And to prove it and show my love, for the month of April/May, everyone who leaves a comment I will put your name in a hat. If you comment and link back to my blog on your blog, you get your name in the hat twice. If you leave a comment, and link back to my blog, and mention my book We Are Not Alone in your blog…you get your name in the hat THREE times. What do you win? The unvarnished truth from yours truly.

I will pick a winner every week for a critique of your first five pages. At the end of April/May I will pick a winner for the grand prize. A free critique from me on the first 15 pages of your novel. Good luck!

Note–My plane got in late and I didn’t get to bed until midnight. Will announce the winner either Wednesday of Friday. Thanks :D.

I also hope you pick up copies of my best-selling books We Are Not Alone–The Writer’s Guide to Social Media and Are You There, Blog? It’s Me, Writer . And both are recommended by the hottest agents and biggest authors in the biz. My methods teach you how to make building your author platform FUN. Build a platform and still have time left to write great books.

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Little Darlings & Why They Must Die..for Real

Almost any of us who decided one day to get serious about our writing, read Stephen King’s On Writing. Great book, if you haven’t read it. But one thing King tells us we writers must be willing to do, is that we must be willing to, “Kill the little darlings.” Now, King was not the first to give this advice. He actually got the idea from Faulkner, but I guess we just took it more seriously when King said it…because now the darlings would die by a hatchet, be buried in a cursed Indian filing cabinet where they would come back as really bad novels. …oops, I digress.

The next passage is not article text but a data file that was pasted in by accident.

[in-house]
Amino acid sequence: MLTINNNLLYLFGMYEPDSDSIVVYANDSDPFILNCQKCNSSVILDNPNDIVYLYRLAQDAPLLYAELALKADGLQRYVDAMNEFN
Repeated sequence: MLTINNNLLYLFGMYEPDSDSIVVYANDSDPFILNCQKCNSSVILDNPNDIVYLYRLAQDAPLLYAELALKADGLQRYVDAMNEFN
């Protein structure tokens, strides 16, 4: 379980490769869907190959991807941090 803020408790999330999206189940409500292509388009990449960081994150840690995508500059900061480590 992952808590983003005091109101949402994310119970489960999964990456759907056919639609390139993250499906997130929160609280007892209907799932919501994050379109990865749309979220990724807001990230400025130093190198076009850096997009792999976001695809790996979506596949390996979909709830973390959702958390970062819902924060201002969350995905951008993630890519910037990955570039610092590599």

Little darlings are those favorite bits of prose, description, dialogue or even characters that really add nothing to the forward momentum or development of the plot. To be great writers, we must learn to look honestly at all little darlings. Why? Because they are usually masking critical flaws in the overall plot.

Today we will address two especially nefarious writing hazards that like to lurk below the wittiest dialogue and most breathtaking description:

Hazard #1—Mistaking Melodrama for Drama

Hazard #2—Mistaking Complexity for Conflict

These two related booby-traps are often hidden beneath our little darlings (clever dialogue, beautiful description, etc).

That is probably why Stephen King recommended we kill them. Yes, kill them dead. No burying them in the Pet Semetary, also known as “revision.” Killing means killing….as in delete forever. Or at least cut them cleanly from the story and hide in a Word folder to give yourself time to grieve and move on with the real novel. Yet too many times we hang on to those favorite characters or bits of dialogue, reworking them and hoping we can make them fit…at the expense of the rest of the story.